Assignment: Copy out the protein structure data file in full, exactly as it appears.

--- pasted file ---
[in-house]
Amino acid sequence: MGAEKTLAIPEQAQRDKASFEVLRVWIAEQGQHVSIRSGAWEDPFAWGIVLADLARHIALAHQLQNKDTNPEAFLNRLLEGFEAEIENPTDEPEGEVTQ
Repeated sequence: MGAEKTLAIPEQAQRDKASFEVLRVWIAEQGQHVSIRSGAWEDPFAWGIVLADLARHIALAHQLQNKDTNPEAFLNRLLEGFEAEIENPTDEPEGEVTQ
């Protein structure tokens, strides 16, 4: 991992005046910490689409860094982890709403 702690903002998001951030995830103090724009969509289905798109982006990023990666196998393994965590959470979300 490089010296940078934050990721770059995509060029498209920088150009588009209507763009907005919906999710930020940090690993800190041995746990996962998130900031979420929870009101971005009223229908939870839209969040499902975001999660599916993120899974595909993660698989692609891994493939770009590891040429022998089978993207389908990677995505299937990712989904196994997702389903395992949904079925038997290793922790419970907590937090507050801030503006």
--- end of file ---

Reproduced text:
[in-house]
Amino acid sequence: MGAEKTLAIPEQAQRDKASFEVLRVWIAEQGQHVSIRSGAWEDPFAWGIVLADLARHIALAHQLQNKDTNPEAFLNRLLEGFEAEIENPTDEPEGEVTQ
Repeated sequence: MGAEKTLAIPEQAQRDKASFEVLRVWIAEQGQHVSIRSGAWEDPFAWGIVLADLARHIALAHQLQNKDTNPEAFLNRLLEGFEAEIENPTDEPEGEVTQ
């Protein structure tokens, strides 16, 4: 991992005046910490689409860094982890709403 702690903002998001951030995830103090724009969509289905798109982006990023990666196998393994965590959470979300 490089010296940078934050990721770059995509060029498209920088150009588009209507763009907005919906999710930020940090690993800190041995746990996962998130900031979420929870009101971005009223229908939870839209969040499902975001999660599916993120899974595909993660698989692609891994493939770009590891040429022998089978993207389908990677995505299937990712989904196994997702389903395992949904079925038997290793922790419970907590937090507050801030503006």